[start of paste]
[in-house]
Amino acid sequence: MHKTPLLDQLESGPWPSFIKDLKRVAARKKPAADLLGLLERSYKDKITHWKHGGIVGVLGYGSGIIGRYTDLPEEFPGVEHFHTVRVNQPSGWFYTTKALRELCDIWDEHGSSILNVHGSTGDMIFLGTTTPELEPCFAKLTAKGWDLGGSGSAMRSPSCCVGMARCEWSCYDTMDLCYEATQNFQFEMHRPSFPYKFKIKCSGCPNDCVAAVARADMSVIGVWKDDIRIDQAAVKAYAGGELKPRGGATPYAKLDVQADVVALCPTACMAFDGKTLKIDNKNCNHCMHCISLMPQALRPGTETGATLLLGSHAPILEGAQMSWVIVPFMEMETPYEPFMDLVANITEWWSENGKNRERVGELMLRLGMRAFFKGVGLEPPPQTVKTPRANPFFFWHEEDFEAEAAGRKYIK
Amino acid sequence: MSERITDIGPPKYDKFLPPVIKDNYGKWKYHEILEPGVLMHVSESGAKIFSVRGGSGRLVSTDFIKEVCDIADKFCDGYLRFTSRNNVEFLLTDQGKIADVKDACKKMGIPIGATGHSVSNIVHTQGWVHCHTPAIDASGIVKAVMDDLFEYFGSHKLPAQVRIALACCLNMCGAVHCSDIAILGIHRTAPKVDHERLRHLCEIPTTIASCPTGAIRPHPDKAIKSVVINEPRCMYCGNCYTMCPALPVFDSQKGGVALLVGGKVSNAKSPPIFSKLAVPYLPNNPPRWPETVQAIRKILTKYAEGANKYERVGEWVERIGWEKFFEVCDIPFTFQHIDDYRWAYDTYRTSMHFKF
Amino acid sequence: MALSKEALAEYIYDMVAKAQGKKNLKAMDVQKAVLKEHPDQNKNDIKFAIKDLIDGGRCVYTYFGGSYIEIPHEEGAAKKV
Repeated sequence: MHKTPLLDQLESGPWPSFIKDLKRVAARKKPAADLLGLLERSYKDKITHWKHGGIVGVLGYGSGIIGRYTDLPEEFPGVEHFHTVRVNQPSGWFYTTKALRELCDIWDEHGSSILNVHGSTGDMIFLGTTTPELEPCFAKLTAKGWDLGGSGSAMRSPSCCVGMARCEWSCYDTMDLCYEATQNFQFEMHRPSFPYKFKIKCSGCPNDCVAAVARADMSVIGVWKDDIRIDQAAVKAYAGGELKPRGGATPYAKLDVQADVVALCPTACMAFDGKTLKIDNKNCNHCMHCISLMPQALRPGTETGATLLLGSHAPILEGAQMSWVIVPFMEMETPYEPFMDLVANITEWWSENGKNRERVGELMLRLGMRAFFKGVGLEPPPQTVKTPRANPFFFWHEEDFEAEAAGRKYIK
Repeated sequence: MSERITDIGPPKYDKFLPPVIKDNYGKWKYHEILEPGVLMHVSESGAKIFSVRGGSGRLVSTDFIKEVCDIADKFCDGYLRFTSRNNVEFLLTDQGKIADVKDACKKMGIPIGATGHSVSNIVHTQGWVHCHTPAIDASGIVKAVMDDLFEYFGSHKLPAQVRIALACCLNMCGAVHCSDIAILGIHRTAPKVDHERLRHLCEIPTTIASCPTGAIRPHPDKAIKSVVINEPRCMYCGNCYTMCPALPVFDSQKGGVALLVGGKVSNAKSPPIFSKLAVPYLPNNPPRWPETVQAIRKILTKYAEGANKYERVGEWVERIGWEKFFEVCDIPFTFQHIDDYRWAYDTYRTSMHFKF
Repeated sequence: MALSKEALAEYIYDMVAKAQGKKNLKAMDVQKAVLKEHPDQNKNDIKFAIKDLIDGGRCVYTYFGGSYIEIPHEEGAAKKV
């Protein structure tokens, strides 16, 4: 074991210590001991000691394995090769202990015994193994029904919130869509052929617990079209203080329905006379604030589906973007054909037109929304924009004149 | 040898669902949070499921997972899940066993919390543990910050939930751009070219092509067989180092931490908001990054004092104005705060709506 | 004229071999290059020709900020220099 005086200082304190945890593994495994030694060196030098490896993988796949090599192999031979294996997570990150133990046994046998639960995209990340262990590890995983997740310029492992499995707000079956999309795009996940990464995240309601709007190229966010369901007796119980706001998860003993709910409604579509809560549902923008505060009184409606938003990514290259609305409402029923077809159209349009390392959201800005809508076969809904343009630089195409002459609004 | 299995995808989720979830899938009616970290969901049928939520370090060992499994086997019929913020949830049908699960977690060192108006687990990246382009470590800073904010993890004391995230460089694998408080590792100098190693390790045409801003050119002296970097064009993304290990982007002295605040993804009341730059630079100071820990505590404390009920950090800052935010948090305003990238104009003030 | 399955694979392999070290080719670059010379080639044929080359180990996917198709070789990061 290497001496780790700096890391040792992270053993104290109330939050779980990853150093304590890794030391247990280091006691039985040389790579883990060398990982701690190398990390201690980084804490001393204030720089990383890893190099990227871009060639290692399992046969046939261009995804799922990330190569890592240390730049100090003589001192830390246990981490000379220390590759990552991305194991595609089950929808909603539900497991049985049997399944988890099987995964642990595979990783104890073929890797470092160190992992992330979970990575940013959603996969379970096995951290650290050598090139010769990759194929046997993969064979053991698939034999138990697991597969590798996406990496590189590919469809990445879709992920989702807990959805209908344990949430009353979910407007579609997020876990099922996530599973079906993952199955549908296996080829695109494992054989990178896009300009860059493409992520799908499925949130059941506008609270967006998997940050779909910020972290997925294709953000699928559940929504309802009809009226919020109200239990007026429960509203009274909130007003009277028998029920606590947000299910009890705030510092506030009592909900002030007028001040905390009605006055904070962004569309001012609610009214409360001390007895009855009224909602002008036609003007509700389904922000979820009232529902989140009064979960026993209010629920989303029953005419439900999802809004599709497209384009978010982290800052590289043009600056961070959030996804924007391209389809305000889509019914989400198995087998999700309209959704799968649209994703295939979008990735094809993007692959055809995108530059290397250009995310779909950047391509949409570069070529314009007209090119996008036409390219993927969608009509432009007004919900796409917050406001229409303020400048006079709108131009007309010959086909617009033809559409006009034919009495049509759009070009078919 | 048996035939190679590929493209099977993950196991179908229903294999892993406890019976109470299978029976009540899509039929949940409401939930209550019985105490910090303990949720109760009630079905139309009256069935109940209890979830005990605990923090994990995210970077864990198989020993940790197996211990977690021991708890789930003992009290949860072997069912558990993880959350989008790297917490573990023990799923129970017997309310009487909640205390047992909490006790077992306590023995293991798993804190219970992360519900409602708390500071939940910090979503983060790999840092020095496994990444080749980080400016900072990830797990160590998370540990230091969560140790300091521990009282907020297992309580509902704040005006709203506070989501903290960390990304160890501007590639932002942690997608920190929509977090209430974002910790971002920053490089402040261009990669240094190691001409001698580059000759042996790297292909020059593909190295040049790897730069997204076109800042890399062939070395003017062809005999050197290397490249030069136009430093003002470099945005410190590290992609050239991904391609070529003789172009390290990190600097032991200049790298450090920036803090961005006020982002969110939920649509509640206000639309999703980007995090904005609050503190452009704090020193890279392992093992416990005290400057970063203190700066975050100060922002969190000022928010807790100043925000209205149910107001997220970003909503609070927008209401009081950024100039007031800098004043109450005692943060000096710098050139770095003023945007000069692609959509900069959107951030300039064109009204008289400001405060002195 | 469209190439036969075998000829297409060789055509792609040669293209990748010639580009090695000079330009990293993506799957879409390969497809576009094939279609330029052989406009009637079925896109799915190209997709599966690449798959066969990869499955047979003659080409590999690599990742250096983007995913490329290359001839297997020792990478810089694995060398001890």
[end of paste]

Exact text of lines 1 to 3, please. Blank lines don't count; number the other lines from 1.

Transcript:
[in-house]
Amino acid sequence: MHKTPLLDQLESGPWPSFIKDLKRVAARKKPAADLLGLLERSYKDKITHWKHGGIVGVLGYGSGIIGRYTDLPEEFPGVEHFHTVRVNQPSGWFYTTKALRELCDIWDEHGSSILNVHGSTGDMIFLGTTTPELEPCFAKLTAKGWDLGGSGSAMRSPSCCVGMARCEWSCYDTMDLCYEATQNFQFEMHRPSFPYKFKIKCSGCPNDCVAAVARADMSVIGVWKDDIRIDQAAVKAYAGGELKPRGGATPYAKLDVQADVVALCPTACMAFDGKTLKIDNKNCNHCMHCISLMPQALRPGTETGATLLLGSHAPILEGAQMSWVIVPFMEMETPYEPFMDLVANITEWWSENGKNRERVGELMLRLGMRAFFKGVGLEPPPQTVKTPRANPFFFWHEEDFEAEAAGRKYIK
Amino acid sequence: MSERITDIGPPKYDKFLPPVIKDNYGKWKYHEILEPGVLMHVSESGAKIFSVRGGSGRLVSTDFIKEVCDIADKFCDGYLRFTSRNNVEFLLTDQGKIADVKDACKKMGIPIGATGHSVSNIVHTQGWVHCHTPAIDASGIVKAVMDDLFEYFGSHKLPAQVRIALACCLNMCGAVHCSDIAILGIHRTAPKVDHERLRHLCEIPTTIASCPTGAIRPHPDKAIKSVVINEPRCMYCGNCYTMCPALPVFDSQKGGVALLVGGKVSNAKSPPIFSKLAVPYLPNNPPRWPETVQAIRKILTKYAEGANKYERVGEWVERIGWEKFFEVCDIPFTFQHIDDYRWAYDTYRTSMHFKF